What types of buildings are required to have smoke alarms In South Australia?


Smoke alarms serve an important purpose in fire safety. Often, fatalities during a fire are caused by smoke. Smoke detection can help to save lives as well as minimize damage to persons or property.

When determining the appropriate smoke detection devices for your location you should also consider the Australian Standards and regulations regarding smoke alarms.

In South Australia there are specific regulations for buildings and smoke alarms. In Regulation 76B of the Australian Regulations Development Act of 1993, all class 1 and class 2 buildings must have smoke alarms that comply with Australian Standard 3786. The class 1 and 2 buildings include single family dwellings, boarding homes, guest homes, hostels and attached or detached sole-occupancy units that do not exceed 300m2 in size. Larger buildings with similar purpose would require a commercial fire alarm system, while the class 1 and 2 buildings consider residential smoke detectors acceptable.

fire Alarms South Australia
After 1995 any new class 1 or 2 dwelling is required to have installed at least one hard wired 240 volt mains power supply smoke detector. The detector should also have a battery backup installed to provide power in the event electricity is not available during an emergency. There is an exception for buildings that do not have a mains power connection to have detectors with a 10 year life, non-replaceable permanently connected battery.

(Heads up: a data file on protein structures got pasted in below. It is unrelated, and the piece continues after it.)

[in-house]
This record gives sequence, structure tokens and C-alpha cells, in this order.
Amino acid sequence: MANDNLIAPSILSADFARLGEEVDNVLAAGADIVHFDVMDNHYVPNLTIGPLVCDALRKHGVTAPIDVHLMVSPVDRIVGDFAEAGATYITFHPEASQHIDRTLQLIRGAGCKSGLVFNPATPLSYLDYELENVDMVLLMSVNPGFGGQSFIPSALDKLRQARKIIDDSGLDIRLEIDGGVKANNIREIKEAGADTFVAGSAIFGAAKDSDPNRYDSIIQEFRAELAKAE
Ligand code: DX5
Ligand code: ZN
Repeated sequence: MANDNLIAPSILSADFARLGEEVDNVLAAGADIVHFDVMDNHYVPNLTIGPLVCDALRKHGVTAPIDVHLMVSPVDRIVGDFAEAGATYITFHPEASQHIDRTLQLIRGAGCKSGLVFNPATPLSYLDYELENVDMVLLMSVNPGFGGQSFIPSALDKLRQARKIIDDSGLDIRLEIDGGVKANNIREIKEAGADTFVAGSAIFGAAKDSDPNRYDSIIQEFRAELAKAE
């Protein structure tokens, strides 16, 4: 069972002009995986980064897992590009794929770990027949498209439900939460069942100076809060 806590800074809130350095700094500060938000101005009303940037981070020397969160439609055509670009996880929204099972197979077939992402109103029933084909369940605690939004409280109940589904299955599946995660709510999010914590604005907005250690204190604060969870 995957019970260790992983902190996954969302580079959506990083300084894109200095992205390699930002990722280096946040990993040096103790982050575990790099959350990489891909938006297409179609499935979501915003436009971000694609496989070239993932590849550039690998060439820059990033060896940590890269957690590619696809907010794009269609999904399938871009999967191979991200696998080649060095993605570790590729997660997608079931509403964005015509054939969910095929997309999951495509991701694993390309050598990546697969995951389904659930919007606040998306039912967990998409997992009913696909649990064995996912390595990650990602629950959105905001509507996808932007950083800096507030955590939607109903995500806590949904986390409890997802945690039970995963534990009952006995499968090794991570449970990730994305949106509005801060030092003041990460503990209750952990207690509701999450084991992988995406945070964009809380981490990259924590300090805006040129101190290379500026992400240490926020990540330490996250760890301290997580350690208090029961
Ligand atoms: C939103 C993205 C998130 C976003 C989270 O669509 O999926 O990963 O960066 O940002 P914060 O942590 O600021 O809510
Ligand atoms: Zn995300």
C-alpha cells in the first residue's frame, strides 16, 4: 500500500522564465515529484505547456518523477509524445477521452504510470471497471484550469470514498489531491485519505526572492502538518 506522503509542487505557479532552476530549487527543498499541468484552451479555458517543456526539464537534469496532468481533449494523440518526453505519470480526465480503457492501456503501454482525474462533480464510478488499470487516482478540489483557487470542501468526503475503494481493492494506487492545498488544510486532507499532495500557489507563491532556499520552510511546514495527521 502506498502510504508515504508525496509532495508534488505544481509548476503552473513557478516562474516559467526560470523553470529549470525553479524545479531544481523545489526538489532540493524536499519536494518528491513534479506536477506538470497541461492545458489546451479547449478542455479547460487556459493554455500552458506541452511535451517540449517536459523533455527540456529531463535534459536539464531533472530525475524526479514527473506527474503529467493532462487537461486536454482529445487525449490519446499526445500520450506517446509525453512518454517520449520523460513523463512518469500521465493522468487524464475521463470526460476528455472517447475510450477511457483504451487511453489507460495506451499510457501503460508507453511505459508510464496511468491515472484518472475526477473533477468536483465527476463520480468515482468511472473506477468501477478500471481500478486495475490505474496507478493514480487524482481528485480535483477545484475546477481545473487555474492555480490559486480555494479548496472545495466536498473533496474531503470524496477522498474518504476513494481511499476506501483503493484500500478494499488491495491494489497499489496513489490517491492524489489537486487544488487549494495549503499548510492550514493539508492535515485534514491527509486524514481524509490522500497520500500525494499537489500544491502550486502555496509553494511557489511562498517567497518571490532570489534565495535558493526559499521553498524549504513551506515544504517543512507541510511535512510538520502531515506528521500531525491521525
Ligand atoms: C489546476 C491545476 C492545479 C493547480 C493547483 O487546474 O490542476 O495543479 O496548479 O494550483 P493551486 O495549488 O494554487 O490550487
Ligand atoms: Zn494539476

Buildings that have had a change in ownership after 1 February 1998 will also be required to have a mains connected smoke alarm or the 10 year non replaceable battery smoke detector, depending on the electric connection availability.

For buildings that have not had a change of ownership and existed prior to 1995, a working smoke alarm must be installed that has a minimum of 9 volt battery power.

Smoke alarm placement is important in order to properly detect smoke and potential fires while alerting occupants clearly and as quickly as possible. The installation of smoke alarms should be determined based on several criteria:

Review escape routes and place smoke detectors between bedrooms and the escape areas. Living areas and bedrooms should have nearby detectors for proper alerts to occupants.

Every sleeping area should have at least one smoke detector installed in the exit areas to make sure occupants can be alerted of potential smoke or fire emergencies.

Multi-storeyed buildings should have a smoke detector on each level near stairways so that occupants can quickly identify escape routes even if visibility is not available.

Interconnected alarms are recommended when more than one alarm is installed in a building. This provides a simultaneous alert to everyone in the building for the most effective alarm and quickest reaction to the emergency.

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